Japan developed a two step process for concentration and evaporation which has existed since at least 600 CE. The middle ages saw East Africa develop methods to extract salt from the brine deposits originating in the rift systems Elaborate arrangements were made to ensure salt productions, including ditches, storage tanks and the use of various heating techniques.

There are thirty-five verses which reference salt in the English translation of the Bible (King James Version), the earliest being the story of Lot's wife, who was turned into a pillar of salt when she disobediently looked back at the wicked cities of Sodom (Genesis 19:26). When King Abimelech destroyed the city of Shechem he is said to have "sowed salt on it;" a phrase expressing the completeness of its ruin. (Judges 9:45.) In the Sermon on the Mount, Jesus referred to his followers as the "salt of the earth". The apostle Paul also encouraged Christians to "let your conversation be always full of grace, seasoned with salt" (Colossians 4:6) so that when others enquire about their beliefs, the Christian's answer generates a 'thirst' to know more about Christ.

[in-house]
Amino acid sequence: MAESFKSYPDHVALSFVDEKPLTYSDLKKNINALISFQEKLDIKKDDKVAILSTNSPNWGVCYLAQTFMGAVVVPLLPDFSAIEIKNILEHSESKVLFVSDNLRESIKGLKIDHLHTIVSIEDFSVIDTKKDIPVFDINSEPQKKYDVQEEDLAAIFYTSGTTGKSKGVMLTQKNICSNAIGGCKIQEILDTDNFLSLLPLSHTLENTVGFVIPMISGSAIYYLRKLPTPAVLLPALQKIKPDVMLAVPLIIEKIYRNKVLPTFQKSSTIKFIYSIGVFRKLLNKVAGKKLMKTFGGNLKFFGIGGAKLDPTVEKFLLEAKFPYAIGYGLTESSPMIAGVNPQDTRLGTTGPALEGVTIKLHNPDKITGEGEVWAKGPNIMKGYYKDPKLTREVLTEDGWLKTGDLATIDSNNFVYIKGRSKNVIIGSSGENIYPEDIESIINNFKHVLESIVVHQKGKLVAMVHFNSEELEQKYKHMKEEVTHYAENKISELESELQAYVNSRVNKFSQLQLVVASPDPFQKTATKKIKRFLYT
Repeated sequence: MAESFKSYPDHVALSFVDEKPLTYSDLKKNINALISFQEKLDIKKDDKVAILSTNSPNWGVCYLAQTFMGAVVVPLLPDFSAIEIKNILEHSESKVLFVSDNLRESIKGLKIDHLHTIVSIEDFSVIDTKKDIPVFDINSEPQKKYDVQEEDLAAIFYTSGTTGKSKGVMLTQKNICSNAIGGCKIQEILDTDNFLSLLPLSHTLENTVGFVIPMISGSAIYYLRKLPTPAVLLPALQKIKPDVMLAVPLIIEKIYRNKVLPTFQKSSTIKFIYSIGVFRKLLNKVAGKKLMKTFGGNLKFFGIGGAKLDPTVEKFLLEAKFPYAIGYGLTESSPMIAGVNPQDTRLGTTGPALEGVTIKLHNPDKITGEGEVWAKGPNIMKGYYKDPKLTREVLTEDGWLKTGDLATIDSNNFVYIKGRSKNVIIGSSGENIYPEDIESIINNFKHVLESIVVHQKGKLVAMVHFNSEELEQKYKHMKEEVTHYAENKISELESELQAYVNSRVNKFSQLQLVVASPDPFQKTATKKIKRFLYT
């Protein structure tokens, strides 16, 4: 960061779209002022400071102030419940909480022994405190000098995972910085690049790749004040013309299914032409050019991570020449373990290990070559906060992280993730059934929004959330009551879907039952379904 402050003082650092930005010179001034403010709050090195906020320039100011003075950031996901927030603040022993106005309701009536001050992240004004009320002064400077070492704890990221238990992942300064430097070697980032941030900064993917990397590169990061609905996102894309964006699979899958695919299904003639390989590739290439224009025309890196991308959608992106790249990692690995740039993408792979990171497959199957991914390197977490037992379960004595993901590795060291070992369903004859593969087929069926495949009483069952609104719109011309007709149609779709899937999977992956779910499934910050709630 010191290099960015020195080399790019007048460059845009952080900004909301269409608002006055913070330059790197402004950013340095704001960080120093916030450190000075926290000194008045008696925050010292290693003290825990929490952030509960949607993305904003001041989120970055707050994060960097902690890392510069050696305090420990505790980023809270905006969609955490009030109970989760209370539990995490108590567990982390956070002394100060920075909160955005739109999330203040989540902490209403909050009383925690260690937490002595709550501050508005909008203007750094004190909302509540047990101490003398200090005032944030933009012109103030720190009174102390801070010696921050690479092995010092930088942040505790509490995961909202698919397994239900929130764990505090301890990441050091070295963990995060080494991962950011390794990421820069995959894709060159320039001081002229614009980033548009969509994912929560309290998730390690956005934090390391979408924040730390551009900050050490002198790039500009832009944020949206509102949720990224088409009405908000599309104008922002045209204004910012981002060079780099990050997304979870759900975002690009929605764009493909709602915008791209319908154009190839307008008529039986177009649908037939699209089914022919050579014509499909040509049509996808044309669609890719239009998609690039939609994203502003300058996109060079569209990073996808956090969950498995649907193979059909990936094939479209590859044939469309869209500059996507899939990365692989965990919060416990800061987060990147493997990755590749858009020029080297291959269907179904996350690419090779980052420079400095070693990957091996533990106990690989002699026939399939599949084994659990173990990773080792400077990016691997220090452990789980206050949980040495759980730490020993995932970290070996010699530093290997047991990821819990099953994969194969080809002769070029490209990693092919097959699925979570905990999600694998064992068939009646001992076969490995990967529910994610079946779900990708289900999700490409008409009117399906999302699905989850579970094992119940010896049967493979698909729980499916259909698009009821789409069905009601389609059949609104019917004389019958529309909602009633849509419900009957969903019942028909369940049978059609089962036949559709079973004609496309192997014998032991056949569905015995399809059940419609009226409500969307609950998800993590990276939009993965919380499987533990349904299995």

Salt is mandatory in the rite of the Tridentine Mass. Salt is used in the third item (which includes an Exorcism) of the Celtic Consecration (refer Gallican rite) that is employed in the consecration of a church. Salt may be added to the water "where it is customary" in the Roman Catholic rite of Holy water.

In the native Japanese religion Shinto, salt is used for ritual purification of locations and people, such as in Sumo Wrestling.

In Aztec mythology, Huixtocihuatl was a fertility goddess who presided over salt and salt water.

Different natural salts have different mineralities, giving each one a unique flavor. Fleur de sel, natural sea salt harvested by hand, has a unique flavor varying from region to region.

Some advocates for sea salt assert that unrefined sea salt is more healthy than refined salts. However, completely raw sea salt is bitter due to magnesium and calcium compounds, and thus is rarely eaten. The refined salt industry cites scientific studies saying that raw sea and rock salts do not contain enough iodine salts to prevent iodine deficiency diseases.